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I got trench foot at Glastonbury

Mud and rain at Glastonbury 2007

By Andy Sully
BBC News

Wellies packed? Glastonbury starts this weekend and prayers are being said for good weather. Because last year's mud bath resulted in trench foot for some.

Every year I can, I go to the Glastonbury Festival and pick up a T-shirt or two as a memento. But last year's souvenir was unexpected and certainly unwelcome. I came home with trench foot.

A soldier with trench foot in the Korean War
Infantry soldiers have long fallen prey to trench foot

Muddy festivals are no surprise, but 2007 Glastonbury was something else. The rain barely ceased for a moment and site conditions resembled the Battle of the Somme - with added music.

And it's all this water and cold mud that cause the condition, which gained its common name from the trench warfare of World War I.

Trench foot - or Immersion Foot as it is more properly known - occurs when blood vessels restrict their flow to extremities to conserve heat for the body.

"There is a lack of oxygen and nutrients to the feet, and tissue and nerve damage can occur within 24-48 hours," says podiatric surgeon Kaser Nazir.

"The amount of damage can vary. In the first stage the feet are red and numb, then you get a swelling and tingling, itchy pain and finally blisters, which can become infected, and break out in ulcers."

Left untreated, it can lead to amputation - and even death.

Plastic bags

The condition has bedevilled soldiers since it was first noted during the Napoleonic Wars - and at one point in WWI it affected 20,000 British soldiers on the front, seriously hampering the winter 1914 offensive.

FESTIVAL FOOT CARE
Pack wellies and plenty of socks
If feet get wet, dry thoroughly and put on clean socks
If you have no change of footwear, rest and expose feet to the air
Remove wet footwear and socks overnight
Stuff sodden footwear with newspaper
Do not put these outside, because of dew
Those with trench foot should avoid alcohol and cigarettes as these affect circulation

More recently, doctors tend to see the condition in builders, security guards, hikers, extreme sports enthusiasts and festival goers.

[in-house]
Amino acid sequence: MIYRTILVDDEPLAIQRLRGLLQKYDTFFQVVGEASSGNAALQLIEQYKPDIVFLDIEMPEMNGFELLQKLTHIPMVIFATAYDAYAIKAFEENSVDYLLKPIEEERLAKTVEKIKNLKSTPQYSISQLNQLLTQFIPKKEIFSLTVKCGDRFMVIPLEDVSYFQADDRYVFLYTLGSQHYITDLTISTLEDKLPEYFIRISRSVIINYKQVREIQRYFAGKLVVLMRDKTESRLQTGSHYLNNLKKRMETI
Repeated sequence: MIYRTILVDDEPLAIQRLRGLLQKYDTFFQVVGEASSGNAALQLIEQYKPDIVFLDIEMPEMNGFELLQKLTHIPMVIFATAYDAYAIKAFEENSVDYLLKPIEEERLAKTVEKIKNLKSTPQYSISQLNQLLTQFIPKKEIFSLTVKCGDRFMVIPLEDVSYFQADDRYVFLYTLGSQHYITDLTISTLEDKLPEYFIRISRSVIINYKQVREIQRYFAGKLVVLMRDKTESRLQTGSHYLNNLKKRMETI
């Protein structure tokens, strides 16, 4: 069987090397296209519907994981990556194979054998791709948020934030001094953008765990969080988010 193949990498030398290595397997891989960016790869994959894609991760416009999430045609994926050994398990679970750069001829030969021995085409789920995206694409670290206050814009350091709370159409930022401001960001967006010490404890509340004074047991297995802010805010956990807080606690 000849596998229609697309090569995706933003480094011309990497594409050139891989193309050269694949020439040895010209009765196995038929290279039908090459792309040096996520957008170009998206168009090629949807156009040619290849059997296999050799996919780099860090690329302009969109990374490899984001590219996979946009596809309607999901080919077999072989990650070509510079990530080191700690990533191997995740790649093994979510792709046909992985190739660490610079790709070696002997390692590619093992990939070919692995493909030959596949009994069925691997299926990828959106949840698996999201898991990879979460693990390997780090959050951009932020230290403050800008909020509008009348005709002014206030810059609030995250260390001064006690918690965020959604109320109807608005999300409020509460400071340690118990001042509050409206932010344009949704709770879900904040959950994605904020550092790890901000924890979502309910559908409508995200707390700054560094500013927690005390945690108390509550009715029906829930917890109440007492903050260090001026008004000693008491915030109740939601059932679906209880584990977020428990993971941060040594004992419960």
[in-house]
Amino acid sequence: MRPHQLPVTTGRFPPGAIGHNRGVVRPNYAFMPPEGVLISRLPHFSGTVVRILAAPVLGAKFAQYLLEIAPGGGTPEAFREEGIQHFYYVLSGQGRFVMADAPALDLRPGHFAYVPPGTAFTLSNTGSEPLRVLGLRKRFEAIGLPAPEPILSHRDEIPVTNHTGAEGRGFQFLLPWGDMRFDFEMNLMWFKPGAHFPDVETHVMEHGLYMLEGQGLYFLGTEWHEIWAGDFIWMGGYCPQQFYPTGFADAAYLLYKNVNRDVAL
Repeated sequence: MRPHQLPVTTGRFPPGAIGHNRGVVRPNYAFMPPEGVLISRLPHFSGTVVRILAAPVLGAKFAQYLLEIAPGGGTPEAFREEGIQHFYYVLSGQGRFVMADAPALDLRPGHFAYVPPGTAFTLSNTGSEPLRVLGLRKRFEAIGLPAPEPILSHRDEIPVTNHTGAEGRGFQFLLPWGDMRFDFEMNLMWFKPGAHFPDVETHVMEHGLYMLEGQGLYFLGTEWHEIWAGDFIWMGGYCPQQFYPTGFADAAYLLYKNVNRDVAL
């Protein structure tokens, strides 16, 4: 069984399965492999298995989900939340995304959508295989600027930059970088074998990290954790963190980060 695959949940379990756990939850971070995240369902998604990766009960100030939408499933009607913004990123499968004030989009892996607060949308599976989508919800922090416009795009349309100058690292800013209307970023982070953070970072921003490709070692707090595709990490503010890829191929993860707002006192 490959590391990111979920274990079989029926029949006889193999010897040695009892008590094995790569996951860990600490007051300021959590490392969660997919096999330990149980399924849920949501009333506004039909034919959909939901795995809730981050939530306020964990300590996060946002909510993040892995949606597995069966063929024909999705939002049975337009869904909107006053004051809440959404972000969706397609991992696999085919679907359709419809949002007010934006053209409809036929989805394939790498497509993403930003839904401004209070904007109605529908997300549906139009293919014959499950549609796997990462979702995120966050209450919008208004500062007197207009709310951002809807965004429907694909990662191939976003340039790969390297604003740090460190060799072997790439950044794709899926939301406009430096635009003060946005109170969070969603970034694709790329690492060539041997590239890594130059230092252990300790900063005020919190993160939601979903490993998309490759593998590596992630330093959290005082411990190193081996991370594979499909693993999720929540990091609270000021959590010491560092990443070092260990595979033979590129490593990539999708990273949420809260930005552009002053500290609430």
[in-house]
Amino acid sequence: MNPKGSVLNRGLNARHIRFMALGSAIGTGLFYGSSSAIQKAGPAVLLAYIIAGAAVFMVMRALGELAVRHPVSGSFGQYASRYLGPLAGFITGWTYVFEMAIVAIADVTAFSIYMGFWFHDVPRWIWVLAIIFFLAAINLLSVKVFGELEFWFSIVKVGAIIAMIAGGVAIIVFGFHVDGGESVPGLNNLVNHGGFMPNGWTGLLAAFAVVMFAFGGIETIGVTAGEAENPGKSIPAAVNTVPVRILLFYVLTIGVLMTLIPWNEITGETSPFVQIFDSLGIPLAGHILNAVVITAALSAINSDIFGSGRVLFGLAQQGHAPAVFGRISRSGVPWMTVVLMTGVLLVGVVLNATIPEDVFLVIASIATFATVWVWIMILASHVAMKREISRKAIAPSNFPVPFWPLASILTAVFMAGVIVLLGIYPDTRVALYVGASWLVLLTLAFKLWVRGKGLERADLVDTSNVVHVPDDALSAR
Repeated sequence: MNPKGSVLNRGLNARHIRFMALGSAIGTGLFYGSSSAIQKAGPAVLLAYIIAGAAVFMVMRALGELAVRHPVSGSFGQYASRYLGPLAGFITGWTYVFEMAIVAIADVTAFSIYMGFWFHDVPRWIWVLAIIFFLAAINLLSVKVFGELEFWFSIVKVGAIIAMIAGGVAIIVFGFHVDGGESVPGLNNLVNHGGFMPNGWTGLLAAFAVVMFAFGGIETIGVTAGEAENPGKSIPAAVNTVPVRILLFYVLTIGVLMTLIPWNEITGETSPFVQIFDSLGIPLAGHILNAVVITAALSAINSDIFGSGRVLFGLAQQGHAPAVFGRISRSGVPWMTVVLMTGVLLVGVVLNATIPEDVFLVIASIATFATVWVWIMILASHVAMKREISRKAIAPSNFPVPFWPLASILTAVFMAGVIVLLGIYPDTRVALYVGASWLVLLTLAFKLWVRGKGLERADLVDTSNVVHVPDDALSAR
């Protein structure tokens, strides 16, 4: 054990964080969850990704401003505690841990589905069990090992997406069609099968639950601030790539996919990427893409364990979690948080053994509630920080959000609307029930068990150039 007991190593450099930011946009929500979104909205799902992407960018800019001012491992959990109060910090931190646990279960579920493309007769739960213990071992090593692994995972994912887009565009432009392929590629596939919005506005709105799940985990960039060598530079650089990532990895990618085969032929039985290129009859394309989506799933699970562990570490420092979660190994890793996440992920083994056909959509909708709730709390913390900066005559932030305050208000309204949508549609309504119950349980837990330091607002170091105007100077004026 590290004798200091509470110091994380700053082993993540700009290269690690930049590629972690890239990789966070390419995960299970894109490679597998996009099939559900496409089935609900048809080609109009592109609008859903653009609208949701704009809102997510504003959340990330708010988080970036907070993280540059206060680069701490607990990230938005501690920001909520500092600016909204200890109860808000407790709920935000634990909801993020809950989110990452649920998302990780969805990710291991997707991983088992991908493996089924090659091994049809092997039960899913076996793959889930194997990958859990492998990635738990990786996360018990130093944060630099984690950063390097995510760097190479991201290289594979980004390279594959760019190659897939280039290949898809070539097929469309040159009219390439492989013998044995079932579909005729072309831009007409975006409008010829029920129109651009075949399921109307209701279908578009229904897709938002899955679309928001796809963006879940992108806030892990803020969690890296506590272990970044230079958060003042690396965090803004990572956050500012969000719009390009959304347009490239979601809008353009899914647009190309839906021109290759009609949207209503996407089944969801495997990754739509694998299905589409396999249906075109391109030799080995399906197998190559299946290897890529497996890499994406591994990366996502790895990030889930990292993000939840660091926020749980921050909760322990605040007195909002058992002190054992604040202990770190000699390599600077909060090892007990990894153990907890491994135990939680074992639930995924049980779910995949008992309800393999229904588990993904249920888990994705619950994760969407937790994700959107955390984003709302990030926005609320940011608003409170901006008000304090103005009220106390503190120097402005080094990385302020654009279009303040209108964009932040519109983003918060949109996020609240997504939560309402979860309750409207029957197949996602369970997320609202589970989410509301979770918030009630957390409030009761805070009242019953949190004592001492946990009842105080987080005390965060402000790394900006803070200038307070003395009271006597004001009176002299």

Podiatrist Amber Kibby is a trustee director of Festival Medical Services, a charity which provides medical services at Glastonbury. Its 13 festival podiatrists are familiar with the symptoms of trench foot.

"The team started its work in 1998, which was the worst year for trench foot. We were seeing approximately 90 cases a day. Over the years, we have seen less and less of the condition. On the whole people are better prepared and they bring socks and wellies, they understand that there will most likely be mud."

Most cases involve someone who came in trainers or walking boots, who got their feet wet and continued to wear their soggy footwear.

"Sometimes people put plastic bags over their wet socks, which traps the moisture and encourages trench foot," she says.

In my case, problems began when my sensible wellington boots split. At night, I removed my ruined wellies and soaked socks, but a badly leaking tent meant I woke up in a small lake.

And it was not until a fortnight later that the swelling and the discomfort forced me to seek medical aid. Despite this delay, I avoided the secondary infections that can result when maceration - white, wrinkled waterlogged skin - is severe.

Trench foot feels much like repeatedly stubbing your toes. My feet reddened. And one nail came off, but grew back after a few months.

Air the feet

WWI soldiers were given whale fat to rub on their feet to try to stave off the condition, but treatment has advanced a little since then.

Mud and rain at Glastonbury 2007
Organisers blame such scenes for sluggish ticket sales

At the festival, the team of podiatrists treat the condition with a potassium permanganate footbath, which draws fluid out of the affected area. Then they apply an anti-bacterial and anti-fungal dressing.

Antibiotics and anti-inflammatories also help alleviate the symptoms, and sufferers must avoid tight footwear and allow their feet to "air" as often as possible.

I also found that alternating between cold and hot footbaths brought the feeling back to the soft tissue.

Avoidance is by far the best course of action, says Mr Nazir, as trench foot typically takes three to six months to heal.

His advice to festival-goers? "Avoid too tight or too loose footwear, don't sleep in wet shoes or socks, use talcum powder - but avoid 'clumps' of powder forming - and gently rewarm cold feet, rubbing to stimulate the circulation."

He also recommends polypropylene sock liners - these draw moisture away from the skin - or coating dry feet with Vaseline to repel water.

And don't forget those wellies. Even if the forecast is for sunny weather.

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